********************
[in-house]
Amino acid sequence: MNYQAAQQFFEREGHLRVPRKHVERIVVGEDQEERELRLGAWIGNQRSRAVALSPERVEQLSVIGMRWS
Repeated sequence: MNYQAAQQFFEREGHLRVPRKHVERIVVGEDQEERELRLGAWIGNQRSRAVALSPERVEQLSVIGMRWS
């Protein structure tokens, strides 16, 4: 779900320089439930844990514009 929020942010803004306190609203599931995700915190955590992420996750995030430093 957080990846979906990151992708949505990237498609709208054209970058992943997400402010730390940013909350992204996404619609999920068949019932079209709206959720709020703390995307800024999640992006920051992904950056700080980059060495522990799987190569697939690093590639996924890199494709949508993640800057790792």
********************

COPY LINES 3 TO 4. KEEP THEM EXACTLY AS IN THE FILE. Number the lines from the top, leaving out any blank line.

Repeated sequence: MNYQAAQQFFEREGHLRVPRKHVERIVVGEDQEERELRLGAWIGNQRSRAVALSPERVEQLSVIGMRWS
């Protein structure tokens, strides 16, 4: 779900320089439930844990514009 929020942010803004306190609203599931995700915190955590992420996750995030430093 957080990846979906990151992708949505990237498609709208054209970058992943997400402010730390940013909350992204996404619609999920068949019932079209709206959720709020703390995307800024999640992006920051992904950056700080980059060495522990799987190569697939690093590639996924890199494709949508993640800057790792």